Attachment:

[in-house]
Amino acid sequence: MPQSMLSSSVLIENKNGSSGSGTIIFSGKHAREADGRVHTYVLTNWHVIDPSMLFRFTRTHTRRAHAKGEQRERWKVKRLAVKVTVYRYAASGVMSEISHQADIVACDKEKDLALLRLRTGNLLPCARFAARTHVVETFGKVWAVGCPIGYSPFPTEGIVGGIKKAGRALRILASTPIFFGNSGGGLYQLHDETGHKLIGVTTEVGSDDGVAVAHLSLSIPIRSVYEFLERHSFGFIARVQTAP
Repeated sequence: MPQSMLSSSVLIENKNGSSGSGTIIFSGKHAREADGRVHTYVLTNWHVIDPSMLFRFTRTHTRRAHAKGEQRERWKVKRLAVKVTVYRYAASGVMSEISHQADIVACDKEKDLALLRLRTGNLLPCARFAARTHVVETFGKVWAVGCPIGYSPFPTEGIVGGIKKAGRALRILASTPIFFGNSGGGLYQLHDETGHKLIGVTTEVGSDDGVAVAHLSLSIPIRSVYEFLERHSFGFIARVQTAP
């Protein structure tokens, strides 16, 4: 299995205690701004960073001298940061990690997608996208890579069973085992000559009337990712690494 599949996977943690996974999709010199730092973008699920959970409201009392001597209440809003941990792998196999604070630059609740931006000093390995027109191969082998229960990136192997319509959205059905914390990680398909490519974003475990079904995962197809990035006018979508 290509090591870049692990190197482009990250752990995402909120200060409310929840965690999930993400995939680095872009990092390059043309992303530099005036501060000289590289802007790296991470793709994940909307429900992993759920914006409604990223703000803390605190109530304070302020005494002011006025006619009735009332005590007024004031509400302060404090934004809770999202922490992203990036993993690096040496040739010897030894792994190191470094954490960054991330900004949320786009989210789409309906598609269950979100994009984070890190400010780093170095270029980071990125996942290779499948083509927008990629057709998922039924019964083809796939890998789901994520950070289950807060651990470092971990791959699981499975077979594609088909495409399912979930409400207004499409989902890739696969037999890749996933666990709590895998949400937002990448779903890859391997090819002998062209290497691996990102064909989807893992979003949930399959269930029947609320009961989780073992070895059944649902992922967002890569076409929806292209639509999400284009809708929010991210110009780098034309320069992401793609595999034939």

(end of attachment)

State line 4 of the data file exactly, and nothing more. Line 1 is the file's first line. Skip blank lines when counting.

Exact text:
């Protein structure tokens, strides 16, 4: 299995205690701004960073001298940061990690997608996208890579069973085992000559009337990712690494 599949996977943690996974999709010199730092973008699920959970409201009392001597209440809003941990792998196999604070630059609740931006000093390995027109191969082998229960990136192997319509959205059905914390990680398909490519974003475990079904995962197809990035006018979508 290509090591870049692990190197482009990250752990995402909120200060409310929840965690999930993400995939680095872009990092390059043309992303530099005036501060000289590289802007790296991470793709994940909307429900992993759920914006409604990223703000803390605190109530304070302020005494002011006025006619009735009332005590007024004031509400302060404090934004809770999202922490992203990036993993690096040496040739010897030894792994190191470094954490960054991330900004949320786009989210789409309906598609269950979100994009984070890190400010780093170095270029980071990125996942290779499948083509927008990629057709998922039924019964083809796939890998789901994520950070289950807060651990470092971990791959699981499975077979594609088909495409399912979930409400207004499409989902890739696969037999890749996933666990709590895998949400937002990448779903890859391997090819002998062209290497691996990102064909989807893992979003949930399959269930029947609320009961989780073992070895059944649902992922967002890569076409929806292209639509999400284009809708929010991210110009780098034309320069992401793609595999034939």